This story could be under the title “Better Late than Never”. After all, these photos (styled by none other than Miguel Flores-Vianna) were meant to run in House Beautiful around ten years ago, but because of changing editors, they never saw the light of day. Instead of allowing the story to disappear forever into the crisp mountain air, we thought we’d celebrate autumn by sharing our design of this miniature rustic lodge.
When it was purchased in the 1990’s, this cabin (built in the 1920’s) came fully furnished, albeit with cast-offs and broken-down furniture. Here and there, however, were some real treasures – an old Indian basket was one, as was the massive Moosehead mascot that surveyed all from its perch above the stone fireplace. Our contribution was to furnish the spaces with comfortable seating, appropriately effortless antiques, simple linen curtains and a large antler chandelier.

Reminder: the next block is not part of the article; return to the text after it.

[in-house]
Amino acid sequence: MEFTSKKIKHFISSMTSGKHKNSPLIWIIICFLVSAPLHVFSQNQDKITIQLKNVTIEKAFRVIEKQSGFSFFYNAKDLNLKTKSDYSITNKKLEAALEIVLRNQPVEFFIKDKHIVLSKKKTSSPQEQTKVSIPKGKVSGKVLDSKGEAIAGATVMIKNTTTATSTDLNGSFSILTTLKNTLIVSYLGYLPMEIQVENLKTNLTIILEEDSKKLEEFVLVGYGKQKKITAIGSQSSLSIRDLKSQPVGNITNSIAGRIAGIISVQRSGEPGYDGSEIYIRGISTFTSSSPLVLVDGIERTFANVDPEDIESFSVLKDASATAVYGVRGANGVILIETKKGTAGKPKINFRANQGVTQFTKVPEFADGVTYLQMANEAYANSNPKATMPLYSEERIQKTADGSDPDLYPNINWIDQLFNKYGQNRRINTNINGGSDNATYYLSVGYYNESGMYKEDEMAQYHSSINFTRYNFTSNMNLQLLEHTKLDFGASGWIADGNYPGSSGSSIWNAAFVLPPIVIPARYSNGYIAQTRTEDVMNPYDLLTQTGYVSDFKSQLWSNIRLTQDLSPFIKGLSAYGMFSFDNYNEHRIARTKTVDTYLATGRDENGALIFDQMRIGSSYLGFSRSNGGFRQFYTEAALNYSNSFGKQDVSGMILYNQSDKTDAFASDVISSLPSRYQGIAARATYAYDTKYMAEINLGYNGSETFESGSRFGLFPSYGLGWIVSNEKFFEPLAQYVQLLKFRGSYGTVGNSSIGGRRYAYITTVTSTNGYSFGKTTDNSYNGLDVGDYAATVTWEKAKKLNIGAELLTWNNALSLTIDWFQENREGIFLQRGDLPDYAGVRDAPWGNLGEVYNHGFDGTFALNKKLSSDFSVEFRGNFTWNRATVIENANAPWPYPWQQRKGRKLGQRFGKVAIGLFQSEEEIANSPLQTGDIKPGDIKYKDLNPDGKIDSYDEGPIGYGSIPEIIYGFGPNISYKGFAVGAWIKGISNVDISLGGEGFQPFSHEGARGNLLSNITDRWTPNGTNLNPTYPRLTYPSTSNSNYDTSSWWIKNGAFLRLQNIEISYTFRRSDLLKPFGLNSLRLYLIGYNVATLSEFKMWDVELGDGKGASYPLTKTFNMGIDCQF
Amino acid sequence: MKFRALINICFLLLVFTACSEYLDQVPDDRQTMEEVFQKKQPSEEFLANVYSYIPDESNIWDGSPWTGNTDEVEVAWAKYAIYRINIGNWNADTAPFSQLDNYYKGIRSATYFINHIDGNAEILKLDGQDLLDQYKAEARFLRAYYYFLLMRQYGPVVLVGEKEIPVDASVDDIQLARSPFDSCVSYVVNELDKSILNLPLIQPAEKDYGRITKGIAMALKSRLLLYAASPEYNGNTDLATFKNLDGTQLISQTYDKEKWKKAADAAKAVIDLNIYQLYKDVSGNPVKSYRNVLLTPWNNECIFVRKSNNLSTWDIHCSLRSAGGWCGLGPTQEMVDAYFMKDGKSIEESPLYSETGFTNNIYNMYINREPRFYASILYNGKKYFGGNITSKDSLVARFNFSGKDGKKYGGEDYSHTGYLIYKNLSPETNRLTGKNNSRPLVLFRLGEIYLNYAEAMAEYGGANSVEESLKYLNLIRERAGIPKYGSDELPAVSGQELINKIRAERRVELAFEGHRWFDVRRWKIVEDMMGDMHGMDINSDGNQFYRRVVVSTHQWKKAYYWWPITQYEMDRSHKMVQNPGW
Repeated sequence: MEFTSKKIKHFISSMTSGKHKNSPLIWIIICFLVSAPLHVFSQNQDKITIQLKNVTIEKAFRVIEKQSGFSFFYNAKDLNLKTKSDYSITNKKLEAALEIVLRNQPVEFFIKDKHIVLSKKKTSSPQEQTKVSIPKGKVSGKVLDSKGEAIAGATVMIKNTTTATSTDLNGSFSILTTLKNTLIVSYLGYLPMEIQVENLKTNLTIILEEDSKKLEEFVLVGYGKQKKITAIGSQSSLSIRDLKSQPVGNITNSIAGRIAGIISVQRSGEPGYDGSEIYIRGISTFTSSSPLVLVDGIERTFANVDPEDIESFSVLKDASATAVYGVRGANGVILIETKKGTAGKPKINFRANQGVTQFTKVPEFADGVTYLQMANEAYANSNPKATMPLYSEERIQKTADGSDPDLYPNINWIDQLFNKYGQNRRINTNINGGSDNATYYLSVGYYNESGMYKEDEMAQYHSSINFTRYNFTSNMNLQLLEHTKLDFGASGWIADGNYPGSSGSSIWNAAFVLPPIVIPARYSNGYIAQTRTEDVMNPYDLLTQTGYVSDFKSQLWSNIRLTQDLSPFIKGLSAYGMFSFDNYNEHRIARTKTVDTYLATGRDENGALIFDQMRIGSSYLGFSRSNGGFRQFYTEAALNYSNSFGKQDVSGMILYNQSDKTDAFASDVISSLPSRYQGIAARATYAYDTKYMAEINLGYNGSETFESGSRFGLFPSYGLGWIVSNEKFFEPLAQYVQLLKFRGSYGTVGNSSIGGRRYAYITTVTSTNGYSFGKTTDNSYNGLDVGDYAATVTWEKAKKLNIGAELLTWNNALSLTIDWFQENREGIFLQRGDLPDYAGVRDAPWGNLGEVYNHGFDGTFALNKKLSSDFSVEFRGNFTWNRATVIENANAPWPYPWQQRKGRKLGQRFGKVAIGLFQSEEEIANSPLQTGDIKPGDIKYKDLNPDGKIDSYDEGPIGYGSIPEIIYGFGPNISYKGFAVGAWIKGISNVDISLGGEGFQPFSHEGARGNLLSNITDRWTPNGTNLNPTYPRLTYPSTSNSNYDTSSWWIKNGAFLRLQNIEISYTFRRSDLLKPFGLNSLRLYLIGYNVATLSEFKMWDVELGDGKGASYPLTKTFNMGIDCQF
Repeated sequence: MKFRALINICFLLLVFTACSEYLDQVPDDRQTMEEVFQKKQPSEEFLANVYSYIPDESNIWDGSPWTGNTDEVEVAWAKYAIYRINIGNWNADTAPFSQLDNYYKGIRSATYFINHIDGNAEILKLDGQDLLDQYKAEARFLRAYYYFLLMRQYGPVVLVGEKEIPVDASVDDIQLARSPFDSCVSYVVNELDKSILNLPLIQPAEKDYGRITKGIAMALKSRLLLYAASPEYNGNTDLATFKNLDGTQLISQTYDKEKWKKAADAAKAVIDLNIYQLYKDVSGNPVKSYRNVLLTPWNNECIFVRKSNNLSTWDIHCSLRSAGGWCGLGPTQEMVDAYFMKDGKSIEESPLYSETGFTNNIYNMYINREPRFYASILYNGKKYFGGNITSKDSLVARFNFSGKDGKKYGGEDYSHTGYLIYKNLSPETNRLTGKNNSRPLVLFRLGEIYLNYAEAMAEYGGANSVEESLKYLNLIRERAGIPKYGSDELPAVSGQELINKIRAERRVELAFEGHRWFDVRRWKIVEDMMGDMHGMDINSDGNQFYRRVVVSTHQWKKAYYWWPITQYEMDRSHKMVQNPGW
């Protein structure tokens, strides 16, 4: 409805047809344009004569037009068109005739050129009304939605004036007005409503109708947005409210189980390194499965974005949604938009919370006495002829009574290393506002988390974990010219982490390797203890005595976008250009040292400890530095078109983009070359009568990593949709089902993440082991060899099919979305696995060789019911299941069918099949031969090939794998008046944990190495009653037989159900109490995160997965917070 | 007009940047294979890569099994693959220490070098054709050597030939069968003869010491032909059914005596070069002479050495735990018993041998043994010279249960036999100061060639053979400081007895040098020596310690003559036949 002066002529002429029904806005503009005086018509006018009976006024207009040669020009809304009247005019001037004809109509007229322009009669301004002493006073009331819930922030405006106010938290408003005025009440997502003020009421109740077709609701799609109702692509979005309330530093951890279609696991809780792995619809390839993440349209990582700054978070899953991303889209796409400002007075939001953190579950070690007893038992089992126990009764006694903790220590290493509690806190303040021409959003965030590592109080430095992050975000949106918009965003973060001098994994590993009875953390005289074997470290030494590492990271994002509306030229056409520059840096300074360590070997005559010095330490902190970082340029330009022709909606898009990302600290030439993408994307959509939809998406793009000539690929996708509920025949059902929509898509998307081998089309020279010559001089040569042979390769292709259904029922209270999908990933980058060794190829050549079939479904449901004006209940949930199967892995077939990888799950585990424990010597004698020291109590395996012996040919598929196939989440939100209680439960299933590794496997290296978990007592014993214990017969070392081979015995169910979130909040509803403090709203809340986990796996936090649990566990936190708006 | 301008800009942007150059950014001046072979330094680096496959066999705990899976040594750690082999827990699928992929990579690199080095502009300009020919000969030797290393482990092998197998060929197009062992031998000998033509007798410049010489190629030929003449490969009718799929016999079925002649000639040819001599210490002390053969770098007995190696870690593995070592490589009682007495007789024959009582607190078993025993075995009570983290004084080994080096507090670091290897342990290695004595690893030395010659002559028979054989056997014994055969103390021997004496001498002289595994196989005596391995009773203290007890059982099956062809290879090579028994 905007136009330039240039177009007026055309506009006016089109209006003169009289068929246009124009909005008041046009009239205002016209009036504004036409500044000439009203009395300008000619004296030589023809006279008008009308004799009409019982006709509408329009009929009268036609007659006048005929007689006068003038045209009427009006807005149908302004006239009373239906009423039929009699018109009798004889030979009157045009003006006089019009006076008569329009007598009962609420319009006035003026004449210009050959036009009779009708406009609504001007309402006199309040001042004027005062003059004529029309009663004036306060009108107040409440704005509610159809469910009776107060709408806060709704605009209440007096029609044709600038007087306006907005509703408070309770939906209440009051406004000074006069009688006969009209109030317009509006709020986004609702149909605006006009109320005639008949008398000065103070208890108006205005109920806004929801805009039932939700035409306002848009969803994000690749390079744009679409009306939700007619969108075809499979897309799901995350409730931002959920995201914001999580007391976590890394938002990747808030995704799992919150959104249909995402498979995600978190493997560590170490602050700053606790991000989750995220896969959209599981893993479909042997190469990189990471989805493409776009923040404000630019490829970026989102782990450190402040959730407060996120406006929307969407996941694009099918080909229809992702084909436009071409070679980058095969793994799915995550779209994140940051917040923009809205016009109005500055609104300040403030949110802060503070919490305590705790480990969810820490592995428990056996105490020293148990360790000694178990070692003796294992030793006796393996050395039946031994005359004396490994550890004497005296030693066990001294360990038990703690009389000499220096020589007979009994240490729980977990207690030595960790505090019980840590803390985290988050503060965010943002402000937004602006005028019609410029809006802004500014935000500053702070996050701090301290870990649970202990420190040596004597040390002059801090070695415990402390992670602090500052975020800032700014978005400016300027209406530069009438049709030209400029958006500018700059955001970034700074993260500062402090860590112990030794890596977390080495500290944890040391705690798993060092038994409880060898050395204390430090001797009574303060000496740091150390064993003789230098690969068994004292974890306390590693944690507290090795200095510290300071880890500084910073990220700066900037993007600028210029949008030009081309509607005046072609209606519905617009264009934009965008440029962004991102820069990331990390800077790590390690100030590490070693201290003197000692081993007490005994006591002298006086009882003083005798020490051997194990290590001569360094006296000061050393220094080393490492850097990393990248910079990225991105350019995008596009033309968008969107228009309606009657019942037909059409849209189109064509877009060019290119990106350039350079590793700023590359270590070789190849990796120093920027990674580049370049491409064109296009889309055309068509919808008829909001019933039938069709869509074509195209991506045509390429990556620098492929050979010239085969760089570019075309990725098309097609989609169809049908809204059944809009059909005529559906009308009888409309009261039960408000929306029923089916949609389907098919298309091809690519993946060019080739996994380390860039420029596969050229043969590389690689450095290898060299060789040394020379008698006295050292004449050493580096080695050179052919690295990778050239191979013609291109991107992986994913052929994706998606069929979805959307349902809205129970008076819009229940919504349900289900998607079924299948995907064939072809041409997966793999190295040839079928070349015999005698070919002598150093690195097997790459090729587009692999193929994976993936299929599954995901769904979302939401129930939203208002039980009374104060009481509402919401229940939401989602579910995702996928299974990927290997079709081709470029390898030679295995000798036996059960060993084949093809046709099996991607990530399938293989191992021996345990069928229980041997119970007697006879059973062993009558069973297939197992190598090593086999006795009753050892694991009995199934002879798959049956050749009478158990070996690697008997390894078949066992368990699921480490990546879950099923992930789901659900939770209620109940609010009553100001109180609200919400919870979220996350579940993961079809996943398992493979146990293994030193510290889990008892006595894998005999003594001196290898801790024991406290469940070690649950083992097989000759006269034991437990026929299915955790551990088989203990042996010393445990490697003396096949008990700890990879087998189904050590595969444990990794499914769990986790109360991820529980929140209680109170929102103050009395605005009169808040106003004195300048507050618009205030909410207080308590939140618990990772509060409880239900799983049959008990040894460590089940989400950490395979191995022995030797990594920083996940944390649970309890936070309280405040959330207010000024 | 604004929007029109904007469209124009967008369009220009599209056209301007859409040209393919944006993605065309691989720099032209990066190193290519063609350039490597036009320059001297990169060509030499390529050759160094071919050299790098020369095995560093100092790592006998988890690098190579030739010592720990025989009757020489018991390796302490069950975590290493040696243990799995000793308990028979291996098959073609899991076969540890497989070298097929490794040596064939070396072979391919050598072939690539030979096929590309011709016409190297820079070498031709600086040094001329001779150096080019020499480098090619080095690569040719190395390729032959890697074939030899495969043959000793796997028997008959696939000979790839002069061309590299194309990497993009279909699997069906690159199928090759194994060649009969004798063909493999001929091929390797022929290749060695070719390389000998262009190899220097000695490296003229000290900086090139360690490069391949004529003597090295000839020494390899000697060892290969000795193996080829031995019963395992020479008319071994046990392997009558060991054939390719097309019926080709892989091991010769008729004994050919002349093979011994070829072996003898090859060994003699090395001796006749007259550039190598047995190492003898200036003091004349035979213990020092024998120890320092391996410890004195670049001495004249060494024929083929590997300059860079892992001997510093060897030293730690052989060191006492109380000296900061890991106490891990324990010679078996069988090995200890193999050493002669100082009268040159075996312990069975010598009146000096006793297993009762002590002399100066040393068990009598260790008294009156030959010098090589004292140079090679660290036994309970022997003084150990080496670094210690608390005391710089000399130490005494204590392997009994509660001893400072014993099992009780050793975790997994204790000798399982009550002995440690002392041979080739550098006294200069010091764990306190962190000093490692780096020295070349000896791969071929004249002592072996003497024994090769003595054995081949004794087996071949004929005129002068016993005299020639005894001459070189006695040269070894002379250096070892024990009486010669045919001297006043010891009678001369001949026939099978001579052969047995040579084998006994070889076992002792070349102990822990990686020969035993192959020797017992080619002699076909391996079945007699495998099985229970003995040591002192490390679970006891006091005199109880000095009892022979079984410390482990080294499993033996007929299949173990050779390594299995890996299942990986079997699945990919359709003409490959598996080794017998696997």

The honey-colored knotty pine walls were left as we found them. In the kitchen however, we opted for painting the walls and cabinets, and we covered the floor in old-fashioned marmoleum . The sleeping loft and a tiny guestroom were furnished simply, with vintage quilts and woolen blankets mounded onto the beds to ward off the coming winter chill.
Designing the rooms of any house, be it rustic or formal, is always about creating an authentic sense of place. It’s about assessing what suits both life and style. Our goal for this Lilliputian mountain cabin was to accept what was good while being true to its best self. Sometimes the less one does to a space, the more successful the result.